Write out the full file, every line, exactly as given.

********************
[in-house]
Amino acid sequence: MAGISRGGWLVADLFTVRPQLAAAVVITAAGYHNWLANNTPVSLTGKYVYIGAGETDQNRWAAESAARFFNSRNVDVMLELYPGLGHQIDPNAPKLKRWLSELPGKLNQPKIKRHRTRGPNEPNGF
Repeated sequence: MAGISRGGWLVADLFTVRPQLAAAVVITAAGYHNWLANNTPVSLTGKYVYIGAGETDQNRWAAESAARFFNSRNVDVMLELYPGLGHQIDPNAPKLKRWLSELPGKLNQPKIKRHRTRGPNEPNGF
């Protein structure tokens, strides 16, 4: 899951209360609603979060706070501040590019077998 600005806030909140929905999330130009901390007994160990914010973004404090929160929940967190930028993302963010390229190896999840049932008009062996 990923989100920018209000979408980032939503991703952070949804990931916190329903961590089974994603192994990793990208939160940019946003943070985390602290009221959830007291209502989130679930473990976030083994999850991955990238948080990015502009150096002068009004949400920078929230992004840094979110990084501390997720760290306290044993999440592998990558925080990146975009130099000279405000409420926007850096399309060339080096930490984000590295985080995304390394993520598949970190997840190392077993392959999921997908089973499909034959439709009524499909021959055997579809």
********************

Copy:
[in-house]
Amino acid sequence: MAGISRGGWLVADLFTVRPQLAAAVVITAAGYHNWLANNTPVSLTGKYVYIGAGETDQNRWAAESAARFFNSRNVDVMLELYPGLGHQIDPNAPKLKRWLSELPGKLNQPKIKRHRTRGPNEPNGF
Repeated sequence: MAGISRGGWLVADLFTVRPQLAAAVVITAAGYHNWLANNTPVSLTGKYVYIGAGETDQNRWAAESAARFFNSRNVDVMLELYPGLGHQIDPNAPKLKRWLSELPGKLNQPKIKRHRTRGPNEPNGF
């Protein structure tokens, strides 16, 4: 899951209360609603979060706070501040590019077998 600005806030909140929905999330130009901390007994160990914010973004404090929160929940967190930028993302963010390229190896999840049932008009062996 990923989100920018209000979408980032939503991703952070949804990931916190329903961590089974994603192994990793990208939160940019946003943070985390602290009221959830007291209502989130679930473990976030083994999850991955990238948080990015502009150096002068009004949400920078929230992004840094979110990084501390997720760290306290044993999440592998990558925080990146975009130099000279405000409420926007850096399309060339080096930490984000590295985080995304390394993520598949970190997840190392077993392959999921997908089973499909034959439709009524499909021959055997579809």